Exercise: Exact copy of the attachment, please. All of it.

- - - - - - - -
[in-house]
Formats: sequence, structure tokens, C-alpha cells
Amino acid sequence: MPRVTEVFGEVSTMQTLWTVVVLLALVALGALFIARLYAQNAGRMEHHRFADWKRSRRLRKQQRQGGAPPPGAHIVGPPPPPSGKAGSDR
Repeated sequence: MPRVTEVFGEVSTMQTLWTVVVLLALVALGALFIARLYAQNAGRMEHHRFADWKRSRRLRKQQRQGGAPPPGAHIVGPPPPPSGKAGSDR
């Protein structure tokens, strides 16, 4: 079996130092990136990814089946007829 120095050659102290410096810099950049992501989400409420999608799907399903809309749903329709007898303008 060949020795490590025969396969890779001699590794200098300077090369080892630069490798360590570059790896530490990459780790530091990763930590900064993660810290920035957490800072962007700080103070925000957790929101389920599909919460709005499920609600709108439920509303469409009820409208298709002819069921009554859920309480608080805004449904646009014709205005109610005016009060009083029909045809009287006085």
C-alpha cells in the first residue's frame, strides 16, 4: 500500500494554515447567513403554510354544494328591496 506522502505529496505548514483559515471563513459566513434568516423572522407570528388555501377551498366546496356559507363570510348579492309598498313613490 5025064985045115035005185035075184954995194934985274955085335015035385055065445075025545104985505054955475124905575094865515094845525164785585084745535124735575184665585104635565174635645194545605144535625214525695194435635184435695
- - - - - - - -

[in-house]
Formats: sequence, structure tokens, C-alpha cells
Amino acid sequence: MPRVTEVFGEVSTMQTLWTVVVLLALVALGALFIARLYAQNAGRMEHHRFADWKRSRRLRKQQRQGGAPPPGAHIVGPPPPPSGKAGSDR
Repeated sequence: MPRVTEVFGEVSTMQTLWTVVVLLALVALGALFIARLYAQNAGRMEHHRFADWKRSRRLRKQQRQGGAPPPGAHIVGPPPPPSGKAGSDR
């Protein structure tokens, strides 16, 4: 079996130092990136990814089946007829 120095050659102290410096810099950049992501989400409420999608799907399903809309749903329709007898303008 060949020795490590025969396969890779001699590794200098300077090369080892630069490798360590570059790896530490990459780790530091990763930590900064993660810290920035957490800072962007700080103070925000957790929101389920599909919460709005499920609600709108439920509303469409009820409208298709002819069921009554859920309480608080805004449904646009014709205005109610005016009060009083029909045809009287006085």
C-alpha cells in the first residue's frame, strides 16, 4: 500500500494554515447567513403554510354544494328591496 506522502505529496505548514483559515471563513459566513434568516423572522407570528388555501377551498366546496356559507363570510348579492309598498313613490 5025064985045115035005185035075184954995194934985274955085335015035385055065445075025545104985505054955475124905575094865515094845525164785585084745535124735575184665585104635565174635645194545605144535625214525695194435635184435695